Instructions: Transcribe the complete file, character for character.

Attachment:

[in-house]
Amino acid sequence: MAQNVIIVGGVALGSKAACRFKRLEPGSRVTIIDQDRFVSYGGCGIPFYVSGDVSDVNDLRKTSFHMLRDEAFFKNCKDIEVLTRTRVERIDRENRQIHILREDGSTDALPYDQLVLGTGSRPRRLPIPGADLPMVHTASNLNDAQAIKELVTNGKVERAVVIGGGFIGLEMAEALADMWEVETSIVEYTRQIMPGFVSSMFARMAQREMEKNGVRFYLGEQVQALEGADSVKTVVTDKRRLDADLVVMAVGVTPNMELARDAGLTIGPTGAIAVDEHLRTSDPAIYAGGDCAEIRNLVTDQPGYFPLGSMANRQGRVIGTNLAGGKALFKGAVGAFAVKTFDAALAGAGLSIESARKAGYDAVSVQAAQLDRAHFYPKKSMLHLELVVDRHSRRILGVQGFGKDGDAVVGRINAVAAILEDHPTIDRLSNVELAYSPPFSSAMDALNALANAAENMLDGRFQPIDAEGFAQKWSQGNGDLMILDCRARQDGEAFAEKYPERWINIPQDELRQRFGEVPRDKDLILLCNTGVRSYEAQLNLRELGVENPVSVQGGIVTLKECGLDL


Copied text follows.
[in-house]
Amino acid sequence: MAQNVIIVGGVALGSKAACRFKRLEPGSRVTIIDQDRFVSYGGCGIPFYVSGDVSDVNDLRKTSFHMLRDEAFFKNCKDIEVLTRTRVERIDRENRQIHILREDGSTDALPYDQLVLGTGSRPRRLPIPGADLPMVHTASNLNDAQAIKELVTNGKVERAVVIGGGFIGLEMAEALADMWEVETSIVEYTRQIMPGFVSSMFARMAQREMEKNGVRFYLGEQVQALEGADSVKTVVTDKRRLDADLVVMAVGVTPNMELARDAGLTIGPTGAIAVDEHLRTSDPAIYAGGDCAEIRNLVTDQPGYFPLGSMANRQGRVIGTNLAGGKALFKGAVGAFAVKTFDAALAGAGLSIESARKAGYDAVSVQAAQLDRAHFYPKKSMLHLELVVDRHSRRILGVQGFGKDGDAVVGRINAVAAILEDHPTIDRLSNVELAYSPPFSSAMDALNALANAAENMLDGRFQPIDAEGFAQKWSQGNGDLMILDCRARQDGEAFAEKYPERWINIPQDELRQRFGEVPRDKDLILLCNTGVRSYEAQLNLRELGVENPVSVQGGIVTLKECGLDL